Look beyond emerging markets: a category of small, exotic countries known as frontier markets are illiquid and highly risky – but could be very rewarding, says David Stevenson.
Most investors will probably be aware of the attractions of emerging markets such as Brazil, Russia, India and China (the Brics). But there’s another category of smaller, fast-developing countries in Africa, Asia and Latin America that warrants closer attention: frontier markets. These comprise countries with markets either too small or too illiquid to be included in the big emerging-market indices.
In practical terms, this means they are difficult to trade in – but they also offer real opportunity.
These very diverse frontiers include everything from Vietnam and Saudi Arabia to Myanmar and Zimbabwe. You’ll even find Argentina in this bracket. A century ago Argentina was one of the world’s most advanced economies, but it has fallen on hard times and is no longer even considered a mainstream emerging market. Investors have fled over the past few weeks, wiping 20% off the local stockmarket.
Frontier markets don’t necessarily shadow emerging markets, however. They have various influences: some will be dragged up (or down) by commodities prices, while others are affected by what happens in the US (Argentina was particularly badly hit by dollar strengthening). Crucially, these diverse and heterogeneous markets will frequently move in a different way from China, the giant that tends to dominate most emerging-market portfolios.
Frontier-market funds and ETFs
The best way of accessing frontier markets is probably through an active fund such as the BlackRock Frontiers Investment Trust (LSE: BRFI). Over the last five years it has beaten its short list of rivals hands down, gaining 56%. It currently yields around 3.5%. But even this highly regarded frontier fund – it actually trades at a small premium to its net asset value – has had a tough few months and is down 8% over the last six months.
Its biggest positions have been in places such as Argentina and Vietnam, both of which have slipped amid worries over the strength of the dollar. Sticking with this idea of investing in funds, there’s also a small range of Vietnam funds listed on the London market, my favourite of which is the biggest, the Vinacapital Vietnam Opportunity Fund (LSE: VOF).
Another big opportunity for frontier-market investors is in the Gulf states. There is, for instance a London-listed fund that once focused solely on Qatar but now invests across the region: the Gulf Investment Fund (LSE: GIF).The shares have climbed over the past few months due to the strong oil price, although investors are still worried by the spat between the Saudis and the rulers of Qatar.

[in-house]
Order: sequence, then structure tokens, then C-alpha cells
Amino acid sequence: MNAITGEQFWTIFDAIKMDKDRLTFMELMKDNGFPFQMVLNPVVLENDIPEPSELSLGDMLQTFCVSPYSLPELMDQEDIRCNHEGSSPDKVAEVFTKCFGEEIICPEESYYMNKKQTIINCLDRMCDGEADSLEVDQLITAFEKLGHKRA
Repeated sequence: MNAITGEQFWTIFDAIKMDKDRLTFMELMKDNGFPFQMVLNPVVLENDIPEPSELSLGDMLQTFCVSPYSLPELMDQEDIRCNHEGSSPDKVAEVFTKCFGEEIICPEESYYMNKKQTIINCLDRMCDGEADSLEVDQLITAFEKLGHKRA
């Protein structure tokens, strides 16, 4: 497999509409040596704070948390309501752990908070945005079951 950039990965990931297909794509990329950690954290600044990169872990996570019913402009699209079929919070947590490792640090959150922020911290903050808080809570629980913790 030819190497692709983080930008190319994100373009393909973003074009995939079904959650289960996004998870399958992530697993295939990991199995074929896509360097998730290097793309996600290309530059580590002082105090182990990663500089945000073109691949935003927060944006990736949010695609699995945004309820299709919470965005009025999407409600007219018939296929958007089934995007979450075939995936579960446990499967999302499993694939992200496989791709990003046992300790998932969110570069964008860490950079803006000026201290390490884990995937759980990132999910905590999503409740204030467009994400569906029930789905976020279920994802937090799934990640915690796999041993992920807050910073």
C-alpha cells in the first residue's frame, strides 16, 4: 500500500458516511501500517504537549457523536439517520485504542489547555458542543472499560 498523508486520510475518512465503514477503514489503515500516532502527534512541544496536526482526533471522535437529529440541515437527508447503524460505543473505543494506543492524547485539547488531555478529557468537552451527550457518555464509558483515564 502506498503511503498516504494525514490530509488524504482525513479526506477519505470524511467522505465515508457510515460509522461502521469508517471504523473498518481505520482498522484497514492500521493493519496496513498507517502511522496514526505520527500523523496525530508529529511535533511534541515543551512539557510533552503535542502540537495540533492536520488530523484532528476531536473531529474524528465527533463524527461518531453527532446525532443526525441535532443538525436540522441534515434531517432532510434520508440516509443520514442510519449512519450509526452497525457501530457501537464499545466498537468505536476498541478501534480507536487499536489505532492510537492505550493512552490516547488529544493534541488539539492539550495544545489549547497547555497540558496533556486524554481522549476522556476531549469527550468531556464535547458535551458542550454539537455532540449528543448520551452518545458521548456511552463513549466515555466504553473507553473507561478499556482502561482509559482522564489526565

Sticking with the oil theme, it’s also worth watching the growing number of exchange-traded funds in the frontier sector. The most relevant in this context is from giant funds firm Invesco. It’s recently issued an ETF that tracks the main Saudi Arabian equities index (LSE: MSAU) and it invests in local banks, insurers, and materials stocks. Surging oil prices and the imminent listing of state hydrocarbons giant Aramco in the West will, I think, help drum up demand for local equities.
A risky but promising stock
Investors don’t have to stick solely to funds, however. There are also some direct investments you can make in frontier-market businesses listed on the London market. Sticking with the Gulf, take Tristar Capital. This London-listed micro cap – with a market valuation of £24m – is a special purpose vehicle. It owns a 40% stake in a huge processing facility (called SPMP) in Sohar, Oman, which is about to start producing gold and antimony, a metalloid used in batteries and cable-sheathing, among other things.
The project looks potentially highly profitable and will be the only facility of its type outside of China, but it’s burning through capital, which is why hedge-fund manager Odey Asset Management has just pumped another £13m into the business. It now has a supersized 72% stake in Tristar. Given Odey’s canny track record as an investor, that’s a punt worth noting.
According to the management, this $115m plant will have the capacity to produce 12%-15% of average annual world antimony production, making Oman a major global producer of the substance. Tristar also says that once working “at full capacity based on the indicative revenues of $245m, this would generate around $49m of Ebitda per annum”. If that is right, this one plant could be worth anything between $250m and $750m to the right commodities processor, which implies a big jump in value for that 40% stake owned by Tristar.
Clearly, lots could go wrong before the plant is fully operational, but the current market cap of just under £25m doesn’t look stretched, provided the cash starts rolling in at SPMP. Think of it as a triple play – on Oman, gold prices and the group’s management actually delivering on an ambitious project.